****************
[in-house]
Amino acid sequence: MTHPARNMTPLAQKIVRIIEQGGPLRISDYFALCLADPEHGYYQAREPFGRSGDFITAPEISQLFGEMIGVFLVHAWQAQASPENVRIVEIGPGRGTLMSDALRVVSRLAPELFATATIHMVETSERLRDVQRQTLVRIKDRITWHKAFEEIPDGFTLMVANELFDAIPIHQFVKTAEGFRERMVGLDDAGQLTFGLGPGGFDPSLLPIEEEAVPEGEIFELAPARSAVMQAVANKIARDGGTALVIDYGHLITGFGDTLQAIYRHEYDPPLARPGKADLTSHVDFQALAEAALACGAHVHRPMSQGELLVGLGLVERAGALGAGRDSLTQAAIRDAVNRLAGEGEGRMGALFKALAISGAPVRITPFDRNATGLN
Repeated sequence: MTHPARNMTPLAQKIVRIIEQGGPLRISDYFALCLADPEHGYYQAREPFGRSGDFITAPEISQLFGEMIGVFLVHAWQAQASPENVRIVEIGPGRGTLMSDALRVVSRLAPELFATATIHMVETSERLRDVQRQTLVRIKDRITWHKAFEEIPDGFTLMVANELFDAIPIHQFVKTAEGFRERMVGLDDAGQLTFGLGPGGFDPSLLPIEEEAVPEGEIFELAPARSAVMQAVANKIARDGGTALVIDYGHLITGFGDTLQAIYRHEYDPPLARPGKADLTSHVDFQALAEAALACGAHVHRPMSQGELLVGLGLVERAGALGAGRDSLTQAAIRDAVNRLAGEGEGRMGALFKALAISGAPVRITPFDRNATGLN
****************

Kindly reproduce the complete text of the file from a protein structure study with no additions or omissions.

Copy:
[in-house]
Amino acid sequence: MTHPARNMTPLAQKIVRIIEQGGPLRISDYFALCLADPEHGYYQAREPFGRSGDFITAPEISQLFGEMIGVFLVHAWQAQASPENVRIVEIGPGRGTLMSDALRVVSRLAPELFATATIHMVETSERLRDVQRQTLVRIKDRITWHKAFEEIPDGFTLMVANELFDAIPIHQFVKTAEGFRERMVGLDDAGQLTFGLGPGGFDPSLLPIEEEAVPEGEIFELAPARSAVMQAVANKIARDGGTALVIDYGHLITGFGDTLQAIYRHEYDPPLARPGKADLTSHVDFQALAEAALACGAHVHRPMSQGELLVGLGLVERAGALGAGRDSLTQAAIRDAVNRLAGEGEGRMGALFKALAISGAPVRITPFDRNATGLN
Repeated sequence: MTHPARNMTPLAQKIVRIIEQGGPLRISDYFALCLADPEHGYYQAREPFGRSGDFITAPEISQLFGEMIGVFLVHAWQAQASPENVRIVEIGPGRGTLMSDALRVVSRLAPELFATATIHMVETSERLRDVQRQTLVRIKDRITWHKAFEEIPDGFTLMVANELFDAIPIHQFVKTAEGFRERMVGLDDAGQLTFGLGPGGFDPSLLPIEEEAVPEGEIFELAPARSAVMQAVANKIARDGGTALVIDYGHLITGFGDTLQAIYRHEYDPPLARPGKADLTSHVDFQALAEAALACGAHVHRPMSQGELLVGLGLVERAGALGAGRDSLTQAAIRDAVNRLAGEGEGRMGALFKALAISGAPVRITPFDRNATGLN